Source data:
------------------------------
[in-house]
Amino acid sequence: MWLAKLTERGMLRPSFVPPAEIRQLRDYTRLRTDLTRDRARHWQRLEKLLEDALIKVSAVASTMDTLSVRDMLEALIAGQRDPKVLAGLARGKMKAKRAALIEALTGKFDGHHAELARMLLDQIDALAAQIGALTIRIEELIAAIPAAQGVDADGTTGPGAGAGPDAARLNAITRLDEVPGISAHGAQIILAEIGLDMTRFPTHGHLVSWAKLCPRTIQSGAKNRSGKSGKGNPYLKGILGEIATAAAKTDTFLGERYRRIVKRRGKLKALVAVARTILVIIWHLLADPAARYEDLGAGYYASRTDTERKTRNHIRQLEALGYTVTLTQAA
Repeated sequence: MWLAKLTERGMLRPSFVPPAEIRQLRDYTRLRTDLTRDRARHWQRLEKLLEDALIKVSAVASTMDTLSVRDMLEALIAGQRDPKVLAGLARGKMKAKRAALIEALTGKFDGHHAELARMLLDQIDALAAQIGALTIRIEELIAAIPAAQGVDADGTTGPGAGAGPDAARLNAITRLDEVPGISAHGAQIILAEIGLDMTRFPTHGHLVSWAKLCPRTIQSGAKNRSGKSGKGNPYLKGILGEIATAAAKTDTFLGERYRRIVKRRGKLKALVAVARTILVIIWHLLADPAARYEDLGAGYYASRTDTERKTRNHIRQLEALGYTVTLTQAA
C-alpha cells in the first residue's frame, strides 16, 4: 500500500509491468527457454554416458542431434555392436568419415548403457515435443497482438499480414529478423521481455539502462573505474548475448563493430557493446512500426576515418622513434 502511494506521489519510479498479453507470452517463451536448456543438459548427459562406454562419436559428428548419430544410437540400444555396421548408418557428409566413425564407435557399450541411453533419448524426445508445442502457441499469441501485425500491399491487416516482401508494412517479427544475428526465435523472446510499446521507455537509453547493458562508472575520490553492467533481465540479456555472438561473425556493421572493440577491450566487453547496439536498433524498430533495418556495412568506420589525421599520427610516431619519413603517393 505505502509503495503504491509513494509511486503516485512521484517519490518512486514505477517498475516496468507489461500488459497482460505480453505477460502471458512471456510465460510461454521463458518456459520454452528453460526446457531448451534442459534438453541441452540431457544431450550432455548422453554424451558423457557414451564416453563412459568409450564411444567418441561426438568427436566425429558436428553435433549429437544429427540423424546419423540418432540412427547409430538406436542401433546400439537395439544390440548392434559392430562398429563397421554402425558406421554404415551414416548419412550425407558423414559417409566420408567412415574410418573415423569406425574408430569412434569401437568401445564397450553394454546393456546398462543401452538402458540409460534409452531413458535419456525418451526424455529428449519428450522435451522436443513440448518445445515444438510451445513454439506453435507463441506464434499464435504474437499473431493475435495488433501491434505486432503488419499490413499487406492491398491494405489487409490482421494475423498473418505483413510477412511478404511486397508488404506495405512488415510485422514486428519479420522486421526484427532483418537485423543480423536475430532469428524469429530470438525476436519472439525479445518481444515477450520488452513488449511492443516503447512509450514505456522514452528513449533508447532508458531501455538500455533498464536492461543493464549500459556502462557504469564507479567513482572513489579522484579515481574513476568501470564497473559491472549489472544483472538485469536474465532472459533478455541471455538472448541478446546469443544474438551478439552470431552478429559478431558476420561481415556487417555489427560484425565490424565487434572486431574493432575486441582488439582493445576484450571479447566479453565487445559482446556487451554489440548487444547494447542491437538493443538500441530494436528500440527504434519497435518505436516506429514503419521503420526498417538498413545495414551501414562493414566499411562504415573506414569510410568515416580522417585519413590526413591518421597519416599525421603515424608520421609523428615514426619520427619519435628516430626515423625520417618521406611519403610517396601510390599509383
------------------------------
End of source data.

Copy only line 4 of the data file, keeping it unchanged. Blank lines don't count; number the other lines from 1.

C-alpha cells in the first residue's frame, strides 16, 4: 500500500509491468527457454554416458542431434555392436568419415548403457515435443497482438499480414529478423521481455539502462573505474548475448563493430557493446512500426576515418622513434 502511494506521489519510479498479453507470452517463451536448456543438459548427459562406454562419436559428428548419430544410437540400444555396421548408418557428409566413425564407435557399450541411453533419448524426445508445442502457441499469441501485425500491399491487416516482401508494412517479427544475428526465435523472446510499446521507455537509453547493458562508472575520490553492467533481465540479456555472438561473425556493421572493440577491450566487453547496439536498433524498430533495418556495412568506420589525421599520427610516431619519413603517393 505505502509503495503504491509513494509511486503516485512521484517519490518512486514505477517498475516496468507489461500488459497482460505480453505477460502471458512471456510465460510461454521463458518456459520454452528453460526446457531448451534442459534438453541441452540431457544431450550432455548422453554424451558423457557414451564416453563412459568409450564411444567418441561426438568427436566425429558436428553435433549429437544429427540423424546419423540418432540412427547409430538406436542401433546400439537395439544390440548392434559392430562398429563397421554402425558406421554404415551414416548419412550425407558423414559417409566420408567412415574410418573415423569406425574408430569412434569401437568401445564397450553394454546393456546398462543401452538402458540409460534409452531413458535419456525418451526424455529428449519428450522435451522436443513440448518445445515444438510451445513454439506453435507463441506464434499464435504474437499473431493475435495488433501491434505486432503488419499490413499487406492491398491494405489487409490482421494475423498473418505483413510477412511478404511486397508488404506495405512488415510485422514486428519479420522486421526484427532483418537485423543480423536475430532469428524469429530470438525476436519472439525479445518481444515477450520488452513488449511492443516503447512509450514505456522514452528513449533508447532508458531501455538500455533498464536492461543493464549500459556502462557504469564507479567513482572513489579522484579515481574513476568501470564497473559491472549489472544483472538485469536474465532472459533478455541471455538472448541478446546469443544474438551478439552470431552478429559478431558476420561481415556487417555489427560484425565490424565487434572486431574493432575486441582488439582493445576484450571479447566479453565487445559482446556487451554489440548487444547494447542491437538493443538500441530494436528500440527504434519497435518505436516506429514503419521503420526498417538498413545495414551501414562493414566499411562504415573506414569510410568515416580522417585519413590526413591518421597519416599525421603515424608520421609523428615514426619520427619519435628516430626515423625520417618521406611519403610517396601510390599509383